Yes. Students have a constitutional right to free speech at school, but schools may regulate speech that interferes with the operations of the school or infringes upon the rights of others.
No. Schools can also regulate speech when the school reasonably forecasts material disruption. Be familiar with the type of circumstances that courts have identified as constituting “material and substantial disruption” or “impingement” of the rights of others.
Yes. Protest is a recognized form of protected student speech
Yes, school-sponsored activities are still considered to be within the school setting.
Participating in extracurricular athletics or other activities is a privilege. Courts have held that although students have a constitutional right to engage in educational activities, they do not have a similar right to participate in extracurricular activities. However, no legal precedent expressly holds that a student can be disciplined or barred from participating in an extracurricular activity for failing to comply with school rules that regulate speech or expression.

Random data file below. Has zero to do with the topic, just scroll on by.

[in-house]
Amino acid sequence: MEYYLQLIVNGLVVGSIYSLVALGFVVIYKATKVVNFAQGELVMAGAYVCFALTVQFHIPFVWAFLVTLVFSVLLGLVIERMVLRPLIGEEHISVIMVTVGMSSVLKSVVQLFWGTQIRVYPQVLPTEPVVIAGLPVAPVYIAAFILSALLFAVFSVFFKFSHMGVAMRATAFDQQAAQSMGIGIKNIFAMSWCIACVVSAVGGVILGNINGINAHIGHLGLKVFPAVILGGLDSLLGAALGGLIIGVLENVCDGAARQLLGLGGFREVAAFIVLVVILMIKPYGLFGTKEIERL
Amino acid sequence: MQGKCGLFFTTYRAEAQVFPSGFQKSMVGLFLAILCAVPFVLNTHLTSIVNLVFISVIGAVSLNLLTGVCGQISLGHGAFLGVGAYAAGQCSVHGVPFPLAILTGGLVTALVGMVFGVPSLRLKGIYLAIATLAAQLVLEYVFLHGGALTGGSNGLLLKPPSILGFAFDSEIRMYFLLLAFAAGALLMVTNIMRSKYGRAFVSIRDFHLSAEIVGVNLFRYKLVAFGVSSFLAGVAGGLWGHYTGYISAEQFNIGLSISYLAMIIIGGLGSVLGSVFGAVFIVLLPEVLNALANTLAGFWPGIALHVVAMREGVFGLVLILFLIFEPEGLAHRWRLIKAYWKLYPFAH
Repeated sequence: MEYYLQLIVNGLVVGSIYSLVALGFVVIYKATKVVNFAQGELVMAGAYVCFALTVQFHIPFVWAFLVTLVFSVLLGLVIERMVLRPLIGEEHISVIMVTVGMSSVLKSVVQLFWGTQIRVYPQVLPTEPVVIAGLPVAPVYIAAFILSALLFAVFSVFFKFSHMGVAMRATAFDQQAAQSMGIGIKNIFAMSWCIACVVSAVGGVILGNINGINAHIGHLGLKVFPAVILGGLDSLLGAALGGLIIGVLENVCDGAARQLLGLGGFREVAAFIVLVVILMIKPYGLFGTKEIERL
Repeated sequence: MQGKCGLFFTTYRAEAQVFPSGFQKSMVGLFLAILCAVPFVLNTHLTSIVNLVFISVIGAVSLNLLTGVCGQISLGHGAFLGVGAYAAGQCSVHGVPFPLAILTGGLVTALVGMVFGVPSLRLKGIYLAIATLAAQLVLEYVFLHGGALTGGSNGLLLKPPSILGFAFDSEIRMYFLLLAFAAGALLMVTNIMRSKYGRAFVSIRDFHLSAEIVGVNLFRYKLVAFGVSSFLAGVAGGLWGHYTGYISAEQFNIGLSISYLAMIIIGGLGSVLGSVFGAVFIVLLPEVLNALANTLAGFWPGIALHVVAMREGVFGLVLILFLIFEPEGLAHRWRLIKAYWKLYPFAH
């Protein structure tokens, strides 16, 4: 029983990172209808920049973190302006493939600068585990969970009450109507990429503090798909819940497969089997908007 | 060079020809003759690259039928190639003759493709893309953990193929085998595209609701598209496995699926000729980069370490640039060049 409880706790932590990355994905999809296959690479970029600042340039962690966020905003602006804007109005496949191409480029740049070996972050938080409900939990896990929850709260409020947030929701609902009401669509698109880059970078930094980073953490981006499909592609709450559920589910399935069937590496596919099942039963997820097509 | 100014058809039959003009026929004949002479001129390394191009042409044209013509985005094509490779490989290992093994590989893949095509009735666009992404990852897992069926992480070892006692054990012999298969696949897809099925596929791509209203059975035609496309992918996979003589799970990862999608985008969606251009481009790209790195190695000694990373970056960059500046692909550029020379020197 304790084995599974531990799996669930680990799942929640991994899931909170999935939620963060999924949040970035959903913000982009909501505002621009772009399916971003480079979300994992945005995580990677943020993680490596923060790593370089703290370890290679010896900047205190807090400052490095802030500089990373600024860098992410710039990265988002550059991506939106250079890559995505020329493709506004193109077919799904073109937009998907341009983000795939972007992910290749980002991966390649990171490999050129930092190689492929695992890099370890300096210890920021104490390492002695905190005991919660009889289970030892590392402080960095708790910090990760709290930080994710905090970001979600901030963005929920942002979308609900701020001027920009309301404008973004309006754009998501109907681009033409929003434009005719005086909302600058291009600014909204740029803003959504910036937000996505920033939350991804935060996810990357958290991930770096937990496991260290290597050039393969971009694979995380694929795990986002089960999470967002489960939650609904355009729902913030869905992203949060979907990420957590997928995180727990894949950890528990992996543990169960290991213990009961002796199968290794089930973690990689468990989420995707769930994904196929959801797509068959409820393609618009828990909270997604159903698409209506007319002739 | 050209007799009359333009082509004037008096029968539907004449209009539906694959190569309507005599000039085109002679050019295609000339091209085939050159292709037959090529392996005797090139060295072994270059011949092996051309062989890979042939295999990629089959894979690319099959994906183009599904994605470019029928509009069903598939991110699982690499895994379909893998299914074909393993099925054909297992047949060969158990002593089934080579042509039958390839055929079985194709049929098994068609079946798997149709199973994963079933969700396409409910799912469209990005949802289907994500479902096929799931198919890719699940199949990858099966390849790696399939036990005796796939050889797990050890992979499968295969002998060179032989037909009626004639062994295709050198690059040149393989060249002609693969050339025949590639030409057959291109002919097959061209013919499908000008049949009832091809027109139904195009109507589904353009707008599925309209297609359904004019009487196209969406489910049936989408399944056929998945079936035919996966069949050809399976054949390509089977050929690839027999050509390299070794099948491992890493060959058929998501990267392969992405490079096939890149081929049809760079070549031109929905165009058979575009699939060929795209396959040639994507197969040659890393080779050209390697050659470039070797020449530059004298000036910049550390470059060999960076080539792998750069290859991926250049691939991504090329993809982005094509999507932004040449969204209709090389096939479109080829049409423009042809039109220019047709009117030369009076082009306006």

A school could, in some circumstances, constitutionally discipline a student for inciting other students to protest and for planning a mass protest in advance. If the school reasonably could forecast that the mass protest, e.g., walkout, sit-in, would result in substantial disruption, then school officials would be able to discipline that student without violating his/her First Amendment speech rights.
Yes, under certain circumstances. Schools can place reasonable time, place and manner restrictions on the exercise of free speech in order to avoid disruption.